The evening was a pleasant one, with cool winds blowing through the streets of Cyoria and the moon shining brightly in the sky. Zorian took it all in, feeling somewhat invigorated by the evening chill, and thought about life. It was interesting, Zorian mused, that even after all these years spent in the time loop, some simple experiences had eluded him until now.
Getting thrown out of a coffee shop for disturbing the other customers, for instance, was an entirely novel experience.
He glanced to the side, where Daimen and Fortov were currently having a tense face-off, staring at each other with serious expressions. He wasn’t even angry, in all honesty. Yes, being ejected out of the building was mildly embarrassing, but it didn’t bother him all that much. What did bother him was that even after causing such a commotion, they still failed to even establish what the problem was. Honestly, these two…
“Fortov, look…” Zorian began cautiously, “I understand you being mad at Daimen but you’re only shooting yourself in the foot here. The reason Daimen sought you out is because he wants to know why you’re angry with him. If you want to get rid of him, just tell him what your problem with him is and he’ll go away. Well, probably.”
“Don’t you start,” Fortov said, giving him a suspicious frown. “You helped him set this up, didn’t you?”
“I didn’t ask you to seek me out,” Zorian pointed out calmly. “You decided that on your own. And nobody forced you to stay around and argue with Daimen, either. You already have the salve you came for, no? You could have just picked yourself up and left the moment Daimen showed up. That’s what I’d have done in your place. The fact that you stayed around means you do want Daimen to know why you’re angry after all.”
For a second, Fortov just stared at him, a stony expression on his face. It was a somewhat alien look on the normally amiable Fortov.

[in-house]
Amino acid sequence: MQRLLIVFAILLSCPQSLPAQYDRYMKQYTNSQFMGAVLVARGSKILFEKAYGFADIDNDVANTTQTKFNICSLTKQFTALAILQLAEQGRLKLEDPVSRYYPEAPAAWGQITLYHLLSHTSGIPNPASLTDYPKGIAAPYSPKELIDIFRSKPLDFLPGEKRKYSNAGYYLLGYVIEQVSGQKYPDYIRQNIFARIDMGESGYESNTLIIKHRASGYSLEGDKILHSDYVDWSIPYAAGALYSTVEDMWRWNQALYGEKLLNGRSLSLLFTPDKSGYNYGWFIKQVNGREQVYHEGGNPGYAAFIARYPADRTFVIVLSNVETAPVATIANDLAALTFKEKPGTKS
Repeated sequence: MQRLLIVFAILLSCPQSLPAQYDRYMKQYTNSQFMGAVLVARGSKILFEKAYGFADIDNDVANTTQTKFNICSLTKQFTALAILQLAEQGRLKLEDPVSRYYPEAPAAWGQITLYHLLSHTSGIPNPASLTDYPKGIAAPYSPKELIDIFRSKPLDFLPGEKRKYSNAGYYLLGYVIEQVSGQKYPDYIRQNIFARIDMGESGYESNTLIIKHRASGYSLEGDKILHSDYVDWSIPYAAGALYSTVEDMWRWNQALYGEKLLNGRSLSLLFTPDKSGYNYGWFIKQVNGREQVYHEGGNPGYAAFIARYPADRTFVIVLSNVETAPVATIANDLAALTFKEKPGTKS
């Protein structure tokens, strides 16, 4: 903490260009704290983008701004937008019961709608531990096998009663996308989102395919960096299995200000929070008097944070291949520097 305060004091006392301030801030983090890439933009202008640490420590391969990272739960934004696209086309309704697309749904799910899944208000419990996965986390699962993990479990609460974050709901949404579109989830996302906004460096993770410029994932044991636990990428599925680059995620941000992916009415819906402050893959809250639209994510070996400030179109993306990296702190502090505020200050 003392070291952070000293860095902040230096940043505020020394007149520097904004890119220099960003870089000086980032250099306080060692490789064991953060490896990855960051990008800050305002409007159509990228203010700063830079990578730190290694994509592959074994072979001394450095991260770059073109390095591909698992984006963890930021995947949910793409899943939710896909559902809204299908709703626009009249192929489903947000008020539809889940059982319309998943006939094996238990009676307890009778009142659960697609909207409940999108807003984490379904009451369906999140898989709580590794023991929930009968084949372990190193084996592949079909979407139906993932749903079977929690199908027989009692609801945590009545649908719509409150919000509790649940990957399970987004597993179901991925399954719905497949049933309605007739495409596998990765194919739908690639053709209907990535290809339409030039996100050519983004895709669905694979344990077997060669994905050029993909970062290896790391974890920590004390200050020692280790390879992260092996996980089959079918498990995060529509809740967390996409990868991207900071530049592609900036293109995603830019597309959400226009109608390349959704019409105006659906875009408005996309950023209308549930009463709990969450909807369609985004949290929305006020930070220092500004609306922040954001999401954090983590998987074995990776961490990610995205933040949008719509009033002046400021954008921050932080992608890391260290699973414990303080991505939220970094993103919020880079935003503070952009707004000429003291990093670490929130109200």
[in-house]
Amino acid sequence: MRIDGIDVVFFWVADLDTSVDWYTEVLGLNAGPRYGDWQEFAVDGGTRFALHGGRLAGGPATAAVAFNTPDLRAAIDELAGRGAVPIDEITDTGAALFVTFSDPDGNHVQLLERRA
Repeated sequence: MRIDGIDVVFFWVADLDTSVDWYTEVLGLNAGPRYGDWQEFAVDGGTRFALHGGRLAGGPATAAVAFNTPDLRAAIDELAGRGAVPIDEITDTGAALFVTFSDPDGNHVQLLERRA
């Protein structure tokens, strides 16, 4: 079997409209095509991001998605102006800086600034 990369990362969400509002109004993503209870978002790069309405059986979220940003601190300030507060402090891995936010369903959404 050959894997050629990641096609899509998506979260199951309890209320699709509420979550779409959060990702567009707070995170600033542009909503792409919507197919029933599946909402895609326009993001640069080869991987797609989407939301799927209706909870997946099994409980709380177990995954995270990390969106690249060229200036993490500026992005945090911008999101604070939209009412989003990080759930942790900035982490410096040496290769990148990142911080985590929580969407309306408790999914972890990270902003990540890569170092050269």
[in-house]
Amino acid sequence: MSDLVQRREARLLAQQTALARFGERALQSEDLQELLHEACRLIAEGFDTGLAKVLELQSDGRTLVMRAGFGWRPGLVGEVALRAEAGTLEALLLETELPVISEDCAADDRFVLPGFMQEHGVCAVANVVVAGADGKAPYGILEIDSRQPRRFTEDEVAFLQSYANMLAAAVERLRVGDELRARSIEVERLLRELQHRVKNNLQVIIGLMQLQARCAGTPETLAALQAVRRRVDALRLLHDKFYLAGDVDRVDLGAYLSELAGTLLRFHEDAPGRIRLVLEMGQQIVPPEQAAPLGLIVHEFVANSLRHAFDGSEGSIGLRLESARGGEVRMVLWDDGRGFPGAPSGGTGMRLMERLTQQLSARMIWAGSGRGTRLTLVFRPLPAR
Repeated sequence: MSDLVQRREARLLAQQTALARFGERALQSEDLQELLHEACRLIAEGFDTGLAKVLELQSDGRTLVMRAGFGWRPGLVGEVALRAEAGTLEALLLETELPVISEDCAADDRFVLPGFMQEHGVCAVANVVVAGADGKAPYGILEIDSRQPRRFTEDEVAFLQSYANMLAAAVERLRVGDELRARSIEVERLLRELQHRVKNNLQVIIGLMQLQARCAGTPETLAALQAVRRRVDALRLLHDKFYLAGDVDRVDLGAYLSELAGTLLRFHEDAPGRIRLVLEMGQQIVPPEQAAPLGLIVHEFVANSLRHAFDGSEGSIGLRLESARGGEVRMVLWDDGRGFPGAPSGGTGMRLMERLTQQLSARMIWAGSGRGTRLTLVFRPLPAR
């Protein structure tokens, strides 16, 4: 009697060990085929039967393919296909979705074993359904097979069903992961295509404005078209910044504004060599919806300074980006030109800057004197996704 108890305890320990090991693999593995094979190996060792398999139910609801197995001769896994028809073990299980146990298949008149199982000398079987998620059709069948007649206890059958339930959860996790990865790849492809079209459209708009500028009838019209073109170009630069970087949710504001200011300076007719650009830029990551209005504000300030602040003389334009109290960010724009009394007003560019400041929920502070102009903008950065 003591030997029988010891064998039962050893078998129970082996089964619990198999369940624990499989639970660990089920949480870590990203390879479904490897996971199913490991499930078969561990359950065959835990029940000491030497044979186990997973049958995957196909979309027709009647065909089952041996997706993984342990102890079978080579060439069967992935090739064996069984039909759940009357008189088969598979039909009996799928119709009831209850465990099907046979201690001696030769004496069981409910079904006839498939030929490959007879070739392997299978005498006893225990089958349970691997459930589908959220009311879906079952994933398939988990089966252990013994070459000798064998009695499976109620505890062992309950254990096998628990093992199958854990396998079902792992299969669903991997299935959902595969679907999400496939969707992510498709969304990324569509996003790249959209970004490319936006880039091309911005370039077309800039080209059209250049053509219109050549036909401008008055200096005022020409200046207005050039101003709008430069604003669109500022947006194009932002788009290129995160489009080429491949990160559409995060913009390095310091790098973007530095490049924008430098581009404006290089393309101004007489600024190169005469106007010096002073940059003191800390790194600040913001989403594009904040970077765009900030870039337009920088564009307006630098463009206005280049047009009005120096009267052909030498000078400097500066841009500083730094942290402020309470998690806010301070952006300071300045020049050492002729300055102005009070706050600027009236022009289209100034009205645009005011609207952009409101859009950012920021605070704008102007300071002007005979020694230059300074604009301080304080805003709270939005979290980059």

“I so want to punch you in the face right now, you smug asshole,” Fortov eventually said. “But I suppose there is something to that logic, so I’ll restrain myself.”
“Finally,” Daimen mumbled, just loud enough for both of them to hear him. “All this dancing around and refusing to say what’s bothering you, I almost thought you had turned into a woman while I wasn’t looking.”
Fortov glared furiously at him, to which Daimen reacted only by rolling his eyes. Thankfully, the shouting didn’t start up again. It seemed that Fortov had gotten his anger out of his system a bit.
“Right, now, just before the nice waitress asked us to leave the premises, I believe you were saying something about your problems with the academy being Daimen’s fault?” Zorian prompted. It was in his best interest to help Daimen get his answer now, or else the man would no doubt make more annoying plots like this one in upcoming restarts.
“Which is ridiculous,” Daimen butted in. “We barely even interacted with each other by the time Fortov started attending the Academy in Cyoria.”
“Yes!” Fortov said, pointing his index finger at Daimen with a stabbing motion. Then he repeated the gesture for emphasis. “Yes, that’s exactly my problem! We barely interacted at all!”
“What?” Daimen asked uncomprehendingly.
“You don’t even know what I’m talking about,” Fortov said, more as a statement of fact than a question. “I think that’s what pisses me off the most about this. You don’t even remember! You’ve completely forgotten all about your promise!”
“Wha- What promise?” Daimen fumbled.
“You were supposed to help me!” Fortov burst out, pointing at Daimen again and then hitting himself in the chest with a closed fist to indicate himself. “Remember? I came to you before enrolling here and asked you if I could count on you to support me when I run into troubles at the Academy, and you said yes… you said I could always come to you for help if I needed it and that it’s no issue, no issue at all…”
Daimen visibly winced at those words.
“Oh,” he said weakly. “That.”
“Yes, that,” Fortov said sullenly. “I was such a fool to actually trust you on that. What good is a promise like that when you’re always busy with something, always unreachable and brushing me off when you’re not? You probably forgot about that promise the moment you made it… if you ever took it seriously at all.”
“I made that promise in good faith,” Daimen protested. “It’s just that I had some professional opportunities come up afterwards that were too good to let go. Don’t you think it’s kind of unreasonable of you to expect me to sabotage my career just to help you with schoolwork? I mean, you could have always just asked Zorian for help instead and…”
Both Fortov and Zorian gave him a glare for that. Daimen considered his words for a moment and then mumbled something that was either a quick prayer to the gods or a colorful curse before dropping the idea and moving on.
“Anyway, moving on,” Daimen said, coughing into his fist. “I guess I kind of did fail you there. I do admit that. However, to say that makes me responsible for your academy problems, that’s still rubbish. Let’s be honest here Fortov… me helping you out every once in a while wouldn’t have made much of a difference in the grand scheme of things.”